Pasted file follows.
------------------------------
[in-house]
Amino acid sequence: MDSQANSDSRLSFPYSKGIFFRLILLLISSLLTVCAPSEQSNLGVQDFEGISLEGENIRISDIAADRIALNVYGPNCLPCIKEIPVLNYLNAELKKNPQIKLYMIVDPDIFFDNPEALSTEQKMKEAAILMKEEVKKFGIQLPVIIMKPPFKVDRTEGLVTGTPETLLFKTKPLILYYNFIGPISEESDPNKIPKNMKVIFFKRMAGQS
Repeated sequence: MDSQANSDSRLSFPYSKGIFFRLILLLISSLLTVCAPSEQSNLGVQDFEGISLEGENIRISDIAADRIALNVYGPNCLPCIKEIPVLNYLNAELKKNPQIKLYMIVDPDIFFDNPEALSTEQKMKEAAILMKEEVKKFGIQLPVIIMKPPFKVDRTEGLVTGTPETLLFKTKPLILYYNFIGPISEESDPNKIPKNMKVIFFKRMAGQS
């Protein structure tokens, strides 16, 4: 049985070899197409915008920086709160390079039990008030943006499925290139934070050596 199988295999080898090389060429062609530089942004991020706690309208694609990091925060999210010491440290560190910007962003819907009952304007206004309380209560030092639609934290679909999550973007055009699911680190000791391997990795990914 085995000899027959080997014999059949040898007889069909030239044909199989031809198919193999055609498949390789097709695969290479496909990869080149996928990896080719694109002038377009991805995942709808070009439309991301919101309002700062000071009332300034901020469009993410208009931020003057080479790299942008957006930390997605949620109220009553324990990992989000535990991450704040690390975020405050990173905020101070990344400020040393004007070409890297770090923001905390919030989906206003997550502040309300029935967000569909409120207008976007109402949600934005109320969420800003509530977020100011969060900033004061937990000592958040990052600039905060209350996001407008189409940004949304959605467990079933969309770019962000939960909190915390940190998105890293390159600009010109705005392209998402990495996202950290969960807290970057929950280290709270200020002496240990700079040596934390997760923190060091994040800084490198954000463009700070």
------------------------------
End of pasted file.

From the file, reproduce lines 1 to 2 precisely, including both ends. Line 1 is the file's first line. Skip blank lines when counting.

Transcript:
[in-house]
Amino acid sequence: MDSQANSDSRLSFPYSKGIFFRLILLLISSLLTVCAPSEQSNLGVQDFEGISLEGENIRISDIAADRIALNVYGPNCLPCIKEIPVLNYLNAELKKNPQIKLYMIVDPDIFFDNPEALSTEQKMKEAAILMKEEVKKFGIQLPVIIMKPPFKVDRTEGLVTGTPETLLFKTKPLILYYNFIGPISEESDPNKIPKNMKVIFFKRMAGQS